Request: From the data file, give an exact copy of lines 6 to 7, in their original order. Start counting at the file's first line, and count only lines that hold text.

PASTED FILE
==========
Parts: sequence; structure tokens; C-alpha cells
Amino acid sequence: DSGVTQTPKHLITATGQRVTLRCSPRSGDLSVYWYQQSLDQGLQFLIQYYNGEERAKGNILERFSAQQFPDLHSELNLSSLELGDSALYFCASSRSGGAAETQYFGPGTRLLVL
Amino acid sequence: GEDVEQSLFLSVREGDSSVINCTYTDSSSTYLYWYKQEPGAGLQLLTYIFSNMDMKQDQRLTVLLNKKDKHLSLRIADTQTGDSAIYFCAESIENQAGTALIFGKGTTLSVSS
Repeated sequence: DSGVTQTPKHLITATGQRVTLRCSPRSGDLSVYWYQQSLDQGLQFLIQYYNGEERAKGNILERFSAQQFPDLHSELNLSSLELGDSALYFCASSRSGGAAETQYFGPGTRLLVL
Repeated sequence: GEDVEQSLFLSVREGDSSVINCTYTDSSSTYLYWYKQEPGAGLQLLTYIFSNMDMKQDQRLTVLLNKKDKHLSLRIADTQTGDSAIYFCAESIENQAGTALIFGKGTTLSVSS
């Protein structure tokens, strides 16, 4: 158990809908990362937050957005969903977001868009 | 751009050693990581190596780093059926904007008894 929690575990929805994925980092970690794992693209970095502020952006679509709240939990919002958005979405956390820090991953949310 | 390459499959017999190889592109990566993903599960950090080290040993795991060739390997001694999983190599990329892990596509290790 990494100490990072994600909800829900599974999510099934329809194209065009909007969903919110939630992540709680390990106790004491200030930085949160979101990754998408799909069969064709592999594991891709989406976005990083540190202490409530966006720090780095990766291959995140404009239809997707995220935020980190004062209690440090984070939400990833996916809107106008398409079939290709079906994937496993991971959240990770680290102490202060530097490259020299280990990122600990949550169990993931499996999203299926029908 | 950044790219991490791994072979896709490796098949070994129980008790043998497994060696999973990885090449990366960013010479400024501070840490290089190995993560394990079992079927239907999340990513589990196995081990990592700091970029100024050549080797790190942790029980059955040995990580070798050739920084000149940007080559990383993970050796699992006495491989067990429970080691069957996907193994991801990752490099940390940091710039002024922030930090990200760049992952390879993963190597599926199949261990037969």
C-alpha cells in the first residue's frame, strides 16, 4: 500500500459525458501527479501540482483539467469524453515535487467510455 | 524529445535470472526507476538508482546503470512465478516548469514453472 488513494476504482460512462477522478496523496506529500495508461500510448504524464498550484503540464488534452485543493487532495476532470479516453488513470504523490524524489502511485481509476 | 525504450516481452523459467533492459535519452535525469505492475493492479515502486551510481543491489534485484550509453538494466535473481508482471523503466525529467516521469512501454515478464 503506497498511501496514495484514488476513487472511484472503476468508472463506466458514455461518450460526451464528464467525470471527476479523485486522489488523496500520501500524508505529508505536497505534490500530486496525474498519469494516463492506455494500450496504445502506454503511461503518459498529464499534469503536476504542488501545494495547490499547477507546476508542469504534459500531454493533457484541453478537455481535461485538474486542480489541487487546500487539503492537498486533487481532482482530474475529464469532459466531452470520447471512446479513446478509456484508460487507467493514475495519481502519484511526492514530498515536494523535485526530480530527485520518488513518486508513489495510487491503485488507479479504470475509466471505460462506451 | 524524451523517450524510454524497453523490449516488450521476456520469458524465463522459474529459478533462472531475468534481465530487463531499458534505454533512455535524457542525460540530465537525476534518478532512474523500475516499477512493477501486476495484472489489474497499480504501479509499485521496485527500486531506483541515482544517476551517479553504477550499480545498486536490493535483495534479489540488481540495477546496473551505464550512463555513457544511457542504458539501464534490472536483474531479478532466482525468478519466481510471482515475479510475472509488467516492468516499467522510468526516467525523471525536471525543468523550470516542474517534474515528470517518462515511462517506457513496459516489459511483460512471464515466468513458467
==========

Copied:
């Protein structure tokens, strides 16, 4: 158990809908990362937050957005969903977001868009 | 751009050693990581190596780093059926904007008894 929690575990929805994925980092970690794992693209970095502020952006679509709240939990919002958005979405956390820090991953949310 | 390459499959017999190889592109990566993903599960950090080290040993795991060739390997001694999983190599990329892990596509290790 990494100490990072994600909800829900599974999510099934329809194209065009909007969903919110939630992540709680390990106790004491200030930085949160979101990754998408799909069969064709592999594991891709989406976005990083540190202490409530966006720090780095990766291959995140404009239809997707995220935020980190004062209690440090984070939400990833996916809107106008398409079939290709079906994937496993991971959240990770680290102490202060530097490259020299280990990122600990949550169990993931499996999203299926029908 | 950044790219991490791994072979896709490796098949070994129980008790043998497994060696999973990885090449990366960013010479400024501070840490290089190995993560394990079992079927239907999340990513589990196995081990990592700091970029100024050549080797790190942790029980059955040995990580070798050739920084000149940007080559990383993970050796699992006495491989067990429970080691069957996907193994991801990752490099940390940091710039002024922030930090990200760049992952390879993963190597599926199949261990037969």
C-alpha cells in the first residue's frame, strides 16, 4: 500500500459525458501527479501540482483539467469524453515535487467510455 | 524529445535470472526507476538508482546503470512465478516548469514453472 488513494476504482460512462477522478496523496506529500495508461500510448504524464498550484503540464488534452485543493487532495476532470479516453488513470504523490524524489502511485481509476 | 525504450516481452523459467533492459535519452535525469505492475493492479515502486551510481543491489534485484550509453538494466535473481508482471523503466525529467516521469512501454515478464 503506497498511501496514495484514488476513487472511484472503476468508472463506466458514455461518450460526451464528464467525470471527476479523485486522489488523496500520501500524508505529508505536497505534490500530486496525474498519469494516463492506455494500450496504445502506454503511461503518459498529464499534469503536476504542488501545494495547490499547477507546476508542469504534459500531454493533457484541453478537455481535461485538474486542480489541487487546500487539503492537498486533487481532482482530474475529464469532459466531452470520447471512446479513446478509456484508460487507467493514475495519481502519484511526492514530498515536494523535485526530480530527485520518488513518486508513489495510487491503485488507479479504470475509466471505460462506451 | 524524451523517450524510454524497453523490449516488450521476456520469458524465463522459474529459478533462472531475468534481465530487463531499458534505454533512455535524457542525460540530465537525476534518478532512474523500475516499477512493477501486476495484472489489474497499480504501479509499485521496485527500486531506483541515482544517476551517479553504477550499480545498486536490493535483495534479489540488481540495477546496473551505464550512463555513457544511457542504458539501464534490472536483474531479478532466482525468478519466481510471482515475479510475472509488467516492468516499467522510468526516467525523471525536471525543468523550470516542474517534474515528470517518462515511462517506457513496459516489459511483460512471464515466468513458467